This article originally appeared in PYMTS on June 15th, 2015. Follow this link to read the original article.
In the world of B2B innovation, Chile is most often mentioned in the context of e-invoicing. While it’s true that the nation is among the world’s leaders for successful digital procurement adoption, Chile has become an underdog success story for its embrace of Big Data and its flourishing B2B startup community. PYMNTS takes a look at this South American nation for its latest Global Spotlight and finds encouraging evidence that a growing community of B2B innovators is now making its mark in Chile.
A Global Leader In E-Procurement
Latin America is a world leader in digital procurement adoption, and experts consider Chile among the best of the best when it comes to implementing successful e-invoicing practices. Chile launched its e-invoicing mandate program in late 2014, so the nation is a more recent addition to the federal e-invoicing community. Nonetheless, Chile has already shown success worthy of emulation by other jurisdictions.
So far, federal mandates require large corporations to comply with e-invoicing guidelines. Mandates for SMEs are in the works, too, and will be implemented through 2017, according to reports. These mandates include the requirement that companies upload monthly reports to a government e-portal.
In preparation for these rules, some of the world’s largest corporations enlisted the help of e-invoicing service provider Invoiceware International, including the Chilean operations of Coca-Cola and chocolate company Barry Callebaut.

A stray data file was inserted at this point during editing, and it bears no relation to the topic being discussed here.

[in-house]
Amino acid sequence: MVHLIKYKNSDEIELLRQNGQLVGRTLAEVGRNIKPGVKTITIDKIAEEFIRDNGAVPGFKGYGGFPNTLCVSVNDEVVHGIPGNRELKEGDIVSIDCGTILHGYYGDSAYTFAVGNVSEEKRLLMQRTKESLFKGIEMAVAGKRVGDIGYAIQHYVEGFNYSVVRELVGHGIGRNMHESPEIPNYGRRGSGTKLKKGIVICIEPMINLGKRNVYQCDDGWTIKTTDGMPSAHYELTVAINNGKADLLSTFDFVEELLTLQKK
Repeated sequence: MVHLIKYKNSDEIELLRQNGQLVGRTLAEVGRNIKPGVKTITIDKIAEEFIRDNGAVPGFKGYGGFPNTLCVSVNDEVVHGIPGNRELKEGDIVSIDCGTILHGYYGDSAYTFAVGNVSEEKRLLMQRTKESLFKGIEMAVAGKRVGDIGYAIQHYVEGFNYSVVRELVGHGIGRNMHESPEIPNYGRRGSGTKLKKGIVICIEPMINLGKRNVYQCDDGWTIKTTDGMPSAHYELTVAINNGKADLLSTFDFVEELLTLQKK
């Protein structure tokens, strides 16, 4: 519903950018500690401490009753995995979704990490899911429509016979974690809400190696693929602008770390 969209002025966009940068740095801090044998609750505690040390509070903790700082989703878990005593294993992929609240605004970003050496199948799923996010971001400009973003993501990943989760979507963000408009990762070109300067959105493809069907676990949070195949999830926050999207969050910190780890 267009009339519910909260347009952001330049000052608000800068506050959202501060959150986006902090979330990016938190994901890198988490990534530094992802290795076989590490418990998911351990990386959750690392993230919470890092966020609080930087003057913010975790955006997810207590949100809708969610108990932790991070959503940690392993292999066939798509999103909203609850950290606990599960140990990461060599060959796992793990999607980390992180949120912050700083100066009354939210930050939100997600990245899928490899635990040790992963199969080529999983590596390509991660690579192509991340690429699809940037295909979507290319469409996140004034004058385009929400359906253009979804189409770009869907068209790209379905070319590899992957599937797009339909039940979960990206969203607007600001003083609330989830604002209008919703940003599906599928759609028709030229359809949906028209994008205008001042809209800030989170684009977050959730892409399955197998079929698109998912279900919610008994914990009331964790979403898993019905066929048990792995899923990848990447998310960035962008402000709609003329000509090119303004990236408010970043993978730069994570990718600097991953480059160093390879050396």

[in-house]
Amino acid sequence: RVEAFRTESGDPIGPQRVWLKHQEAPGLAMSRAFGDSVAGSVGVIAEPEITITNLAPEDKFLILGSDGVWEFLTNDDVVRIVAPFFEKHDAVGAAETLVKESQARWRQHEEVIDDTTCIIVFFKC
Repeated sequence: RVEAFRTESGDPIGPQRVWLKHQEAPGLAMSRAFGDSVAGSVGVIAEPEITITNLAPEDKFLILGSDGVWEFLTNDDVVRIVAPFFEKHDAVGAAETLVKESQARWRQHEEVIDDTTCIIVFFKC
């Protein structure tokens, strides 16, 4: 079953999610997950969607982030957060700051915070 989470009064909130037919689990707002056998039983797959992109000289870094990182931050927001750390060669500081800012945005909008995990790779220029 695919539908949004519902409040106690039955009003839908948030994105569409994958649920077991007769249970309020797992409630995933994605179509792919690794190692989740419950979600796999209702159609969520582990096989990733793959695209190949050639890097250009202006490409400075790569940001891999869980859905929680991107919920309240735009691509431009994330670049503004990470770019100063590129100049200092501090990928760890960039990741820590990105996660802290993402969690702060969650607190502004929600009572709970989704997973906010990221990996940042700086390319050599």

Reaching A Hand Out To SMEs
By now, it’s well-known that the benefits of digital invoicing can have massive benefits for businesses both buying and selling, especially SMEs. Chile’s small business community is sure to embrace the funds and time saved by digital procurement practices, and the government is making a move of support to its SMEs by allowing them more time to prepare for federal mandates.
But there has been some controversy over the government’s position on supporting small businesses by favoring them over larger conglomerates for B2G procurement purposes. Officials have reportedly shied away from allocating a certain portion of funds for SMEs on the grounds that it is unconstitutional.
Still, Chile has not shied away from supporting its small businesses in government procurement initiatives. A 2014 report published by the federal e-procurement portal Chile Compra revealed that SMEs secured 44 percent of government procurement contracts in the first half of 2013, compared with the 24 percent they secured when the portal first launched in 2003, according to reports. Today, reports said that 91 percent of the suppliers working through the portal are SMEs.
Chile Compra has also extended support to small businesses through regional support centers that provide education and mentoring on the tendering and e-procurement process.
Keeping The B2B Startups At Home
Perhaps the largest show of support for its SMEs is Start-Up Chile, launched four years ago to support startups and link entrepreneurs and innovators to the funding they need to succeed. According to the group, Start-Up Chile is the world’s largest startup community. In partnership with some of the largest names in business, including Google, Amazon, American Airlines, Microsoft’s BizSpark and PayPal, Start-Up Chile provides financial security to startups in exchange for the promise they will remain in the nation for a certain amount of time.